Yes. I think we need to pull out the weed before it gets too big and grows into a baobab tree, though. I feel a real sense of urgency about this one. It’s awfully nice to know I’m not alone in this.
David Brooks writes in the NYT today (1/31) that “It will not be surprising in the slightest if his term ends not in four or in eight years, but sooner, with impeachment or removal under the 25th Amendment.”
This gives me some hope.
Karen – here’s a blog that a friend shared on FB. This reminds me not to react but to stay the course in supporting good governance and that we can’t be distracted or divided into opposing camps without our consent. I hope you find this appropriate to share here. I’ve shared it to my own FB page, but don’t feel it belongs in CS groups. – M
From Heather Richardson, professor of History at Boston College:
“I don’t like to talk about politics on Facebook– political history is my job, after all, and you are my friends– but there is an important non-partisan point to make today.
What Bannon is doing, most dramatically with last night’s ban on immigration from seven predominantly Muslim countries– is creating what is known as a “shock event.”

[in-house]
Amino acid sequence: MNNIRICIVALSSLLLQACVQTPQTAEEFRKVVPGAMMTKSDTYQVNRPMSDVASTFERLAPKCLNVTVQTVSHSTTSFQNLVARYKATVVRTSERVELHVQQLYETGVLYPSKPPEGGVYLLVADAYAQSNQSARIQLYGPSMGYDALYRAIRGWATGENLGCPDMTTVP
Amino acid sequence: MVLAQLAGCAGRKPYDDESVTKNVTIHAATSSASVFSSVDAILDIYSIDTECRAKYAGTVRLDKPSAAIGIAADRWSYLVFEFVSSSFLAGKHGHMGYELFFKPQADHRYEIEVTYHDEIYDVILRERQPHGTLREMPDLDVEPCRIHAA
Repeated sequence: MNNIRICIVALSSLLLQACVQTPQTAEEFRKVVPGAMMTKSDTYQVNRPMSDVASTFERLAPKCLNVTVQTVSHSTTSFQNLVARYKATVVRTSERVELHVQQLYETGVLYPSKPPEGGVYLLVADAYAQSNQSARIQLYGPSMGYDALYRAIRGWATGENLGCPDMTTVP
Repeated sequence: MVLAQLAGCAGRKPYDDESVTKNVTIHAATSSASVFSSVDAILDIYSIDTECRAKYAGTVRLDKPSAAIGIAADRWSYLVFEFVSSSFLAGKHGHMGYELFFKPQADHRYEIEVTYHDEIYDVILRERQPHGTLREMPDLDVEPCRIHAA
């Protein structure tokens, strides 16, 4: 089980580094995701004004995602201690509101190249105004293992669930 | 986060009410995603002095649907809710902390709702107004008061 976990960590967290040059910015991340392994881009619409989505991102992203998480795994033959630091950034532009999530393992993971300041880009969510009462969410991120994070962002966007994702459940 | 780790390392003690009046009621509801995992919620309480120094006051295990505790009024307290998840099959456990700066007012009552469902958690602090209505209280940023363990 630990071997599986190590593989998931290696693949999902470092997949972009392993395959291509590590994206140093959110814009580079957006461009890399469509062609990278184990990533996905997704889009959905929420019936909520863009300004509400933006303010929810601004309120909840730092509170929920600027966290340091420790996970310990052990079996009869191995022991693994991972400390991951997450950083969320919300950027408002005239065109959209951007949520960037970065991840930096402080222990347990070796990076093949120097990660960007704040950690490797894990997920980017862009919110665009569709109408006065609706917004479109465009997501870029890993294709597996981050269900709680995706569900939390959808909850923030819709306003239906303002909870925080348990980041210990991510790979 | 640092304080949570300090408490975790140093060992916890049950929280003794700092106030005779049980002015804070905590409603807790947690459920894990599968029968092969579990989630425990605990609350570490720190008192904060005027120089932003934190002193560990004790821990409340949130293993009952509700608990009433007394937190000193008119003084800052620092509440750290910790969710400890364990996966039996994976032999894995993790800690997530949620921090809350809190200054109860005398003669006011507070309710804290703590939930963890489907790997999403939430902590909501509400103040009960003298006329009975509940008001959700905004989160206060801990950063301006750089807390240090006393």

Such an event is unexpected and confusing and throws a society into chaos. People scramble to react to the event, usually along some fault line that those responsible for the event can widen by claiming that they alone know how to restore order. When opponents speak out, the authors of the shock event call them enemies. As society reels and tempers run high, those responsible for the shock event perform a sleight of hand to achieve their real goal, a goal they know to be hugely unpopular, but from which everyone has been distracted as they fight over the initial event. There is no longer concerted opposition to the real goal; opposition divides along the partisan lines established by the shock event.